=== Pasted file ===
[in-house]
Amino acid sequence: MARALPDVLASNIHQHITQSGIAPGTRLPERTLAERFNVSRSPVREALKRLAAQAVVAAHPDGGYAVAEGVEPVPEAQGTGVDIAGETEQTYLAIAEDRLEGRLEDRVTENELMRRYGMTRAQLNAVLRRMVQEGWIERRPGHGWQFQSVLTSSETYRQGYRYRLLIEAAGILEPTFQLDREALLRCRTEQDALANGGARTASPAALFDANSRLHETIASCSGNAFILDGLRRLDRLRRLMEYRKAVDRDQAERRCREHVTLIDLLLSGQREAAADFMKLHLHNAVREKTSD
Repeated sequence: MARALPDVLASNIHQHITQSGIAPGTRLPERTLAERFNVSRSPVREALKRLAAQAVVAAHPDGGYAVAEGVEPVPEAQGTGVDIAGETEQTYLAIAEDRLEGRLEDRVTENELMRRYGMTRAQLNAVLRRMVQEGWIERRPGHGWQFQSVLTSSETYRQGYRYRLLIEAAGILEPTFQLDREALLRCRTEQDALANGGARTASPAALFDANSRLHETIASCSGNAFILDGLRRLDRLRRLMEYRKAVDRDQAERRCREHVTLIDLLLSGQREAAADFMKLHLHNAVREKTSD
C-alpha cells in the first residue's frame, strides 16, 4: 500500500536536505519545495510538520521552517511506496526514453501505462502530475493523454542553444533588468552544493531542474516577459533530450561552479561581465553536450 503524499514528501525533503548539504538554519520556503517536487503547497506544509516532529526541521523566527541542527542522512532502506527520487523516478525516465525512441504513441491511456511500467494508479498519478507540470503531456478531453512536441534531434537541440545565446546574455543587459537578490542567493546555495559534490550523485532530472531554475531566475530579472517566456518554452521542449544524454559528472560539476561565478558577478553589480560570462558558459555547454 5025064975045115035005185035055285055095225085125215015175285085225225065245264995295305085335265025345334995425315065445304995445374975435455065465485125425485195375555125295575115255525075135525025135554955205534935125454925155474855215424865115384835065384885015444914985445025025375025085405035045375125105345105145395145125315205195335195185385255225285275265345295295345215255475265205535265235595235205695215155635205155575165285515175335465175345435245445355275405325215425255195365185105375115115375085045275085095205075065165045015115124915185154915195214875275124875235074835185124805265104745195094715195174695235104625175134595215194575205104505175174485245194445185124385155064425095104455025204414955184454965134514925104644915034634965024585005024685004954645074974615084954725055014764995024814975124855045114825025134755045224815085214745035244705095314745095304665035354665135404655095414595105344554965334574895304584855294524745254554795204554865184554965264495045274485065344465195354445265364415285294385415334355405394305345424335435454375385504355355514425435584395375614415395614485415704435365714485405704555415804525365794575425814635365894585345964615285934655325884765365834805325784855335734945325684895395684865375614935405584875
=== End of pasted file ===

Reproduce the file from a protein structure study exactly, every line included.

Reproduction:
[in-house]
Amino acid sequence: MARALPDVLASNIHQHITQSGIAPGTRLPERTLAERFNVSRSPVREALKRLAAQAVVAAHPDGGYAVAEGVEPVPEAQGTGVDIAGETEQTYLAIAEDRLEGRLEDRVTENELMRRYGMTRAQLNAVLRRMVQEGWIERRPGHGWQFQSVLTSSETYRQGYRYRLLIEAAGILEPTFQLDREALLRCRTEQDALANGGARTASPAALFDANSRLHETIASCSGNAFILDGLRRLDRLRRLMEYRKAVDRDQAERRCREHVTLIDLLLSGQREAAADFMKLHLHNAVREKTSD
Repeated sequence: MARALPDVLASNIHQHITQSGIAPGTRLPERTLAERFNVSRSPVREALKRLAAQAVVAAHPDGGYAVAEGVEPVPEAQGTGVDIAGETEQTYLAIAEDRLEGRLEDRVTENELMRRYGMTRAQLNAVLRRMVQEGWIERRPGHGWQFQSVLTSSETYRQGYRYRLLIEAAGILEPTFQLDREALLRCRTEQDALANGGARTASPAALFDANSRLHETIASCSGNAFILDGLRRLDRLRRLMEYRKAVDRDQAERRCREHVTLIDLLLSGQREAAADFMKLHLHNAVREKTSD
C-alpha cells in the first residue's frame, strides 16, 4: 500500500536536505519545495510538520521552517511506496526514453501505462502530475493523454542553444533588468552544493531542474516577459533530450561552479561581465553536450 503524499514528501525533503548539504538554519520556503517536487503547497506544509516532529526541521523566527541542527542522512532502506527520487523516478525516465525512441504513441491511456511500467494508479498519478507540470503531456478531453512536441534531434537541440545565446546574455543587459537578490542567493546555495559534490550523485532530472531554475531566475530579472517566456518554452521542449544524454559528472560539476561565478558577478553589480560570462558558459555547454 5025064975045115035005185035055285055095225085125215015175285085225225065245264995295305085335265025345334995425315065445304995445374975435455065465485125425485195375555125295575115255525075135525025135554955205534935125454925155474855215424865115384835065384885015444914985445025025375025085405035045375125105345105145395145125315205195335195185385255225285275265345295295345215255475265205535265235595235205695215155635205155575165285515175335465175345435245445355275405325215425255195365185105375115115375085045275085095205075065165045015115124915185154915195214875275124875235074835185124805265104745195094715195174695235104625175134595215194575205104505175174485245194445185124385155064425095104455025204414955184454965134514925104644915034634965024585005024685004954645074974615084954725055014764995024814975124855045114825025134755045224815085214745035244705095314745095304665035354665135404655095414595105344554965334574895304584855294524745254554795204554865184554965264495045274485065344465195354445265364415285294385415334355405394305345424335435454375385504355355514425435584395375614415395614485415704435365714485405704555415804525365794575425814635365894585345964615285934655325884765365834805325784855335734945325684895395684865375614935405584875